Page last updated at 14:46 GMT, Thursday, 8 October 2009 15:46 UK

The death of the newspaper diary?

By Tamsyn Kent
BBC News Magazine

The Times has dropped its diary column, People, to make way for more news coverage - making it the only quality daily paper without one. Is this the beginning of the end for newspaper diarists?

DIARY COLUMNS
Newspaper diary columns
Daily Mail: Ephraim Hardcastle
Daily Express: Hickey
Daily Telegraph: Mandrake
Guardian: Hugh Muir
Independent: Pandora
Daily Mirror: 3am (showbiz only)
Sun: bizarre (showbiz only)

Once, diary columns were an essential ingredient in the recipe of a well-rounded newspaper, reporting the comings and goings of establishment figures while pricking the egos of the powerful.

Such columns became fixtures in the 1940s and 50s. But it was the Daily Mail that led the way, in the 1930s, with a diary written under the pseudonym William Hickey - a byline that lives on today in the Daily Express. The newspaper diary typically concerned itself with the lives of the aristocracy, and had an air of deference.

It wasn't until the 1960s that diarists started to go anywhere remotely dangerous, says Professor George Brock, head of journalism at City University London.

"That's when social deference crumbled away. Jokes had more bite, they were satirical and a bit more bitchy. That's when Private Eye came along too."

The first murmurings of the Profumo Affair - in which a cabinet minister quit in 1963 over national security matters - were in the diary columns. After all, Secretary of State for War John Profumo's lapse in judgement revolved around his relationship with a call girl.

Christine Keeler, who was at the heart of the Profumo affair
First inklings of the Profumo scandal came in diary columns

But today, it can be increasingly hard to differentiate between an old-style diary column and its more scurrilous relation - the gossip column.

Some commentators believe this is because newspapers have become more informal generally, and a tale that might once have made a diary entry is considered news.

"Diary columns are a completely outmoded thing. Once upon a time they were a way of bringing something light and fluffy to the papers," says Giles Coren, who spent 18 months writing People for the Times.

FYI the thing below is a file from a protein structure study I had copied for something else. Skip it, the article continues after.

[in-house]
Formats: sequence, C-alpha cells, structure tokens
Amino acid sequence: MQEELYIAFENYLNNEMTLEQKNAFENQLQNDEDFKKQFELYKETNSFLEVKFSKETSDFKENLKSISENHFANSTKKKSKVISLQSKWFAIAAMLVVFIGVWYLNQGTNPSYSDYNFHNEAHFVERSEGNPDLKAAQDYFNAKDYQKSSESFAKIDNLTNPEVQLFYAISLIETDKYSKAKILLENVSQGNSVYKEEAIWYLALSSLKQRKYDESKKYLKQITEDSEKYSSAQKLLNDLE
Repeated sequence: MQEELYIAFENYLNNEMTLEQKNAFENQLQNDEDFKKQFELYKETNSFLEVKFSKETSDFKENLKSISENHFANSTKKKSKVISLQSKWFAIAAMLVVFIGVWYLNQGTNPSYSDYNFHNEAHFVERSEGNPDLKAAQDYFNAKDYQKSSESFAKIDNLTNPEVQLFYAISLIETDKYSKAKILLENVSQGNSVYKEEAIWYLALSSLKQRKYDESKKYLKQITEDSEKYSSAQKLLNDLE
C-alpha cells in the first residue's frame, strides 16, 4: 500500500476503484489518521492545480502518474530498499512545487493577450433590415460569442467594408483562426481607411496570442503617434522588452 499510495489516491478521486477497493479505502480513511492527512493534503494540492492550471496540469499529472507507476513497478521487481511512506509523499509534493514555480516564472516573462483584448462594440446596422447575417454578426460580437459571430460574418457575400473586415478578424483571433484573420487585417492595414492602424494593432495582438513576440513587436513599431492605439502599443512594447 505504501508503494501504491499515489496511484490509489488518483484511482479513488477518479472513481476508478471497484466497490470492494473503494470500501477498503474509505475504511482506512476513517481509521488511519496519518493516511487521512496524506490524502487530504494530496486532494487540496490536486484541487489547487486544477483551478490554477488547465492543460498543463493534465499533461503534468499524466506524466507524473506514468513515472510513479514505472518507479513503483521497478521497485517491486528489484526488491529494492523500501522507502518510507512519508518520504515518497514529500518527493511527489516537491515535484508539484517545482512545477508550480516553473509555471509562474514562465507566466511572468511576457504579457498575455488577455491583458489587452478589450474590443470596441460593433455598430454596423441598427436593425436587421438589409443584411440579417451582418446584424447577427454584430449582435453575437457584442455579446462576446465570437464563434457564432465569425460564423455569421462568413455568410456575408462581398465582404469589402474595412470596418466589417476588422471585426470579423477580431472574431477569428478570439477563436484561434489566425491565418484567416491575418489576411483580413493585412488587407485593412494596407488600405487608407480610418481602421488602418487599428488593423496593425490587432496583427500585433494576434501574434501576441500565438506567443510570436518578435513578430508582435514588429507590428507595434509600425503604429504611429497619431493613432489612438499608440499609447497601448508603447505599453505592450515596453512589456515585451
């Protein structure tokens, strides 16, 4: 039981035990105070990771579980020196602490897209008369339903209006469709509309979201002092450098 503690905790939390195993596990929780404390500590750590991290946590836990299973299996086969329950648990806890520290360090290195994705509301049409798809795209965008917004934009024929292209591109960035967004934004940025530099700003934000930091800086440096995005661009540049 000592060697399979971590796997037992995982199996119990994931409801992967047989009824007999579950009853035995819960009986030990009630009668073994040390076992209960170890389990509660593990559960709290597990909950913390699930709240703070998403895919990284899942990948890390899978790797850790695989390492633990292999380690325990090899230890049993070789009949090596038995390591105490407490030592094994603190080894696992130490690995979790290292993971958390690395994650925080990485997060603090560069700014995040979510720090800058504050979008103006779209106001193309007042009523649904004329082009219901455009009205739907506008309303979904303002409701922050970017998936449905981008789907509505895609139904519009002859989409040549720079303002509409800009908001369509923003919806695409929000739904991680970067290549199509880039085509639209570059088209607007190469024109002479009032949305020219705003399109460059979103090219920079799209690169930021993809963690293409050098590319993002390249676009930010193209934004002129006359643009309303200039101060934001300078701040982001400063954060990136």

"But now so much of the papers are full of gossip that they're totally pointless. There was a time when an airhead socialite like Paris Hilton was big news for a diary column, but now she's all over the papers anyway."

Expensive luxury

So, is diary journalism a thing of the past? On Friday, the Times published its final People column - dropped, reports say, because the editor feels the light-hearted column no longer chimes with the current news agenda.

Giles Coren
Now so much of the papers are full of gossip that diary columns are totally pointless
Giles Coren, former People columnist

The Observer has already done away with its Pendennis column. Around the same time, the Sunday Telegraph's Mandrake team were asked to put some of their scoops into the daily pages.

"These are serious times for serious people. Diaries took a real hit after 9/11 and have never really recovered," says Hugo Rifkind of the Times, another former People writer.

On his watch, People broke the story that Tony Blair would convert to Catholicism, and that German Chancellor, Gerhard Schroeder, was being lined up for a job at Gazprom.

"The [diary columns] that still work are the ones that pretend to be diaries but are actually full of jokes, or full of observations, or just an excuse to run a picture of a sexy posh girl every day," he says.

People gossiping
Gossip is now seen as news, cutting the need for exclusive diary sections

Some argue the demise of diary columns reflect the decline of newspapers as a whole. Then there is the competition from online rivals that specialise in showbiz gossip, such as Popbitch, TMZ and Perez Hilton.

For these reasons, Professor Brock believes the diary column has passed its sell-by date.

A diary can be expensive to run too. Although often fronted by one person, they can be backed up by a whole team of reporters and pay well for freelance tip-offs. So the diary column has become an obvious place to cut costs.

Has the life of the professional gossip-monger changed? Is it still a whirl of parties and wicked whispers with glamorous interviewees?

"No. I don't miss it at all," says Rifkind. "Celebrities either ignore you - which is humiliating - or are desperate to speak to you, which is embarrassing. I tended not to go to many parties, because I always reckoned that if you can't look somebody in the eye and be rude about them, you just shouldn't look them in the eye."

But he is among those who believe diary columns will live on.

"One day the world will be a happy, rich, flippant place again. They'll be back."



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